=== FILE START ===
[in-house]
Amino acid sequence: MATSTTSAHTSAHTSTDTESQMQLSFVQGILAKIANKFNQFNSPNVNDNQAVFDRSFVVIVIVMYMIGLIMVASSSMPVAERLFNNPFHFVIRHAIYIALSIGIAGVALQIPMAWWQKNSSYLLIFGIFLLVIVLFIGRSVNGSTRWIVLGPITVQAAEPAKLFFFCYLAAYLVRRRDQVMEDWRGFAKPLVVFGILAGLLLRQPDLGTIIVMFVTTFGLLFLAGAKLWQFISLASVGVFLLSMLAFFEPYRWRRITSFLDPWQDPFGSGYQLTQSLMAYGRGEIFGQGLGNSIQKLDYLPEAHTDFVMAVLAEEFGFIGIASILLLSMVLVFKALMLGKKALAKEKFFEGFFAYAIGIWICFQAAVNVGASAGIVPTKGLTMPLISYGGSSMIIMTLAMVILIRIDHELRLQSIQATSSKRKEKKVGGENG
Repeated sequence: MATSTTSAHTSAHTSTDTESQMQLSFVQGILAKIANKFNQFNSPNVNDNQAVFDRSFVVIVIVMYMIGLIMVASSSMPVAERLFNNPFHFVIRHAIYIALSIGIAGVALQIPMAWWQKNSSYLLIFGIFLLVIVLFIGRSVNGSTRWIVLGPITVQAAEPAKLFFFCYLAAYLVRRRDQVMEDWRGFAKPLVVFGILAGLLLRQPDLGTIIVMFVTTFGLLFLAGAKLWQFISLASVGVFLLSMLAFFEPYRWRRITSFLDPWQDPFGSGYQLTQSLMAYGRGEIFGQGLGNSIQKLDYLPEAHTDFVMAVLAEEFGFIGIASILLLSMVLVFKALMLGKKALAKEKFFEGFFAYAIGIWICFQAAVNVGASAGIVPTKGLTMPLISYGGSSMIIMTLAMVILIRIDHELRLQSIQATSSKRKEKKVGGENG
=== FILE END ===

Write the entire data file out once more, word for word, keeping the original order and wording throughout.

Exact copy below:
[in-house]
Amino acid sequence: MATSTTSAHTSAHTSTDTESQMQLSFVQGILAKIANKFNQFNSPNVNDNQAVFDRSFVVIVIVMYMIGLIMVASSSMPVAERLFNNPFHFVIRHAIYIALSIGIAGVALQIPMAWWQKNSSYLLIFGIFLLVIVLFIGRSVNGSTRWIVLGPITVQAAEPAKLFFFCYLAAYLVRRRDQVMEDWRGFAKPLVVFGILAGLLLRQPDLGTIIVMFVTTFGLLFLAGAKLWQFISLASVGVFLLSMLAFFEPYRWRRITSFLDPWQDPFGSGYQLTQSLMAYGRGEIFGQGLGNSIQKLDYLPEAHTDFVMAVLAEEFGFIGIASILLLSMVLVFKALMLGKKALAKEKFFEGFFAYAIGIWICFQAAVNVGASAGIVPTKGLTMPLISYGGSSMIIMTLAMVILIRIDHELRLQSIQATSSKRKEKKVGGENG
Repeated sequence: MATSTTSAHTSAHTSTDTESQMQLSFVQGILAKIANKFNQFNSPNVNDNQAVFDRSFVVIVIVMYMIGLIMVASSSMPVAERLFNNPFHFVIRHAIYIALSIGIAGVALQIPMAWWQKNSSYLLIFGIFLLVIVLFIGRSVNGSTRWIVLGPITVQAAEPAKLFFFCYLAAYLVRRRDQVMEDWRGFAKPLVVFGILAGLLLRQPDLGTIIVMFVTTFGLLFLAGAKLWQFISLASVGVFLLSMLAFFEPYRWRRITSFLDPWQDPFGSGYQLTQSLMAYGRGEIFGQGLGNSIQKLDYLPEAHTDFVMAVLAEEFGFIGIASILLLSMVLVFKALMLGKKALAKEKFFEGFFAYAIGIWICFQAAVNVGASAGIVPTKGLTMPLISYGGSSMIIMTLAMVILIRIDHELRLQSIQATSSKRKEKKVGGENG